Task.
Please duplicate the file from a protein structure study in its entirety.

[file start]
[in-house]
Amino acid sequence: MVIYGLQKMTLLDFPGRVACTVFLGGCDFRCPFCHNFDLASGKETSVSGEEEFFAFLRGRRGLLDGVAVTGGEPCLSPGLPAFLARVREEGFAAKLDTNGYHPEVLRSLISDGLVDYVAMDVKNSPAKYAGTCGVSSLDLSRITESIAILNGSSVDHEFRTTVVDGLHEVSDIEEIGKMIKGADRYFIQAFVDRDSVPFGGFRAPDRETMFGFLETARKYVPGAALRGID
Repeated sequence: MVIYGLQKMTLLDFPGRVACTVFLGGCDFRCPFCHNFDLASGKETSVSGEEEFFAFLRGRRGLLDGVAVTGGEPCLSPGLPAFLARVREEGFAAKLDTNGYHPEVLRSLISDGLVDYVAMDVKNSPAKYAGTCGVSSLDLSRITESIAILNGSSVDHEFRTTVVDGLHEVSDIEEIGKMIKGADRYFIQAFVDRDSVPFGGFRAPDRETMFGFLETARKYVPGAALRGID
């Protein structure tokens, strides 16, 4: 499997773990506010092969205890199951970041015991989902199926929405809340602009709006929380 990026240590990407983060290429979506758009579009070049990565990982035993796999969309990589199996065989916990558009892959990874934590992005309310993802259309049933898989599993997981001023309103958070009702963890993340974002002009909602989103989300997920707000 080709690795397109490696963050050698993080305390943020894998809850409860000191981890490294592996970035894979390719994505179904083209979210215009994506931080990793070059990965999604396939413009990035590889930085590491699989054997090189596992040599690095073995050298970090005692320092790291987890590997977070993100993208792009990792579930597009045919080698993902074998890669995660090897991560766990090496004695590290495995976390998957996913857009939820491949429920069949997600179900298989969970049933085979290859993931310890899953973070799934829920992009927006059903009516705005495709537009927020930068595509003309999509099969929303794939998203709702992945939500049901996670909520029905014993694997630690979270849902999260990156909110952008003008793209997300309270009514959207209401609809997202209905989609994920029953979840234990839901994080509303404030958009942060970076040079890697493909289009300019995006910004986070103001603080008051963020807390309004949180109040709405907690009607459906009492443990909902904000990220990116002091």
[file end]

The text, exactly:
[in-house]
Amino acid sequence: MVIYGLQKMTLLDFPGRVACTVFLGGCDFRCPFCHNFDLASGKETSVSGEEEFFAFLRGRRGLLDGVAVTGGEPCLSPGLPAFLARVREEGFAAKLDTNGYHPEVLRSLISDGLVDYVAMDVKNSPAKYAGTCGVSSLDLSRITESIAILNGSSVDHEFRTTVVDGLHEVSDIEEIGKMIKGADRYFIQAFVDRDSVPFGGFRAPDRETMFGFLETARKYVPGAALRGID
Repeated sequence: MVIYGLQKMTLLDFPGRVACTVFLGGCDFRCPFCHNFDLASGKETSVSGEEEFFAFLRGRRGLLDGVAVTGGEPCLSPGLPAFLARVREEGFAAKLDTNGYHPEVLRSLISDGLVDYVAMDVKNSPAKYAGTCGVSSLDLSRITESIAILNGSSVDHEFRTTVVDGLHEVSDIEEIGKMIKGADRYFIQAFVDRDSVPFGGFRAPDRETMFGFLETARKYVPGAALRGID
């Protein structure tokens, strides 16, 4: 499997773990506010092969205890199951970041015991989902199926929405809340602009709006929380 990026240590990407983060290429979506758009579009070049990565990982035993796999969309990589199996065989916990558009892959990874934590992005309310993802259309049933898989599993997981001023309103958070009702963890993340974002002009909602989103989300997920707000 080709690795397109490696963050050698993080305390943020894998809850409860000191981890490294592996970035894979390719994505179904083209979210215009994506931080990793070059990965999604396939413009990035590889930085590491699989054997090189596992040599690095073995050298970090005692320092790291987890590997977070993100993208792009990792579930597009045919080698993902074998890669995660090897991560766990090496004695590290495995976390998957996913857009939820491949429920069949997600179900298989969970049933085979290859993931310890899953973070799934829920992009927006059903009516705005495709537009927020930068595509003309999509099969929303794939998203709702992945939500049901996670909520029905014993694997630690979270849902999260990156909110952008003008793209997300309270009514959207209401609809997202209905989609994920029953979840234990839901994080509303404030958009942060970076040079890697493909289009300019995006910004986070103001603080008051963020807390309004949180109040709405907690009607459906009492443990909902904000990220990116002091």